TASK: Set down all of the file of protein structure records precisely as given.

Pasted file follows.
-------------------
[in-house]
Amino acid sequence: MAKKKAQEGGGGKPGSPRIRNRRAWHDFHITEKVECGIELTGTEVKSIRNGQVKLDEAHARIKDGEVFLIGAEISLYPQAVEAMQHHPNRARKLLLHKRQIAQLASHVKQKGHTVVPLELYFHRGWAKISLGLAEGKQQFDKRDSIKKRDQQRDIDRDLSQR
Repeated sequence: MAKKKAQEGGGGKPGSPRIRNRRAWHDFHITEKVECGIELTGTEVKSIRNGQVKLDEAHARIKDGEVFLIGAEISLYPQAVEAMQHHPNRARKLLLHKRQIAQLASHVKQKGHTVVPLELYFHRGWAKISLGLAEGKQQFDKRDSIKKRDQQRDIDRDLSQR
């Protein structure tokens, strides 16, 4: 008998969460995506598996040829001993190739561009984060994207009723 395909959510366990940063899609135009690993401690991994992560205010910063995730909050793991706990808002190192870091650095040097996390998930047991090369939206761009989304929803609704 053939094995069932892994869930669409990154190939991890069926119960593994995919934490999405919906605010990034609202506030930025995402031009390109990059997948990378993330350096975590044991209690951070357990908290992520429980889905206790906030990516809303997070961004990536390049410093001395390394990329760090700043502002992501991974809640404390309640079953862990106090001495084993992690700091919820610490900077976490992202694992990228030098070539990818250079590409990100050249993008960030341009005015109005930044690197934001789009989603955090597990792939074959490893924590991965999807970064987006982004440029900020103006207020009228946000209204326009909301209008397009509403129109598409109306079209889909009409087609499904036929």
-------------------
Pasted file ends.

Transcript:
[in-house]
Amino acid sequence: MAKKKAQEGGGGKPGSPRIRNRRAWHDFHITEKVECGIELTGTEVKSIRNGQVKLDEAHARIKDGEVFLIGAEISLYPQAVEAMQHHPNRARKLLLHKRQIAQLASHVKQKGHTVVPLELYFHRGWAKISLGLAEGKQQFDKRDSIKKRDQQRDIDRDLSQR
Repeated sequence: MAKKKAQEGGGGKPGSPRIRNRRAWHDFHITEKVECGIELTGTEVKSIRNGQVKLDEAHARIKDGEVFLIGAEISLYPQAVEAMQHHPNRARKLLLHKRQIAQLASHVKQKGHTVVPLELYFHRGWAKISLGLAEGKQQFDKRDSIKKRDQQRDIDRDLSQR
């Protein structure tokens, strides 16, 4: 008998969460995506598996040829001993190739561009984060994207009723 395909959510366990940063899609135009690993401690991994992560205010910063995730909050793991706990808002190192870091650095040097996390998930047991090369939206761009989304929803609704 053939094995069932892994869930669409990154190939991890069926119960593994995919934490999405919906605010990034609202506030930025995402031009390109990059997948990378993330350096975590044991209690951070357990908290992520429980889905206790906030990516809303997070961004990536390049410093001395390394990329760090700043502002992501991974809640404390309640079953862990106090001495084993992690700091919820610490900077976490992202694992990228030098070539990818250079590409990100050249993008960030341009005015109005930044690197934001789009989603955090597990792939074959490893924590991965999807970064987006982004440029900020103006207020009228946000209204326009909301209008397009509403129109598409109306079209889909009409087609499904036929």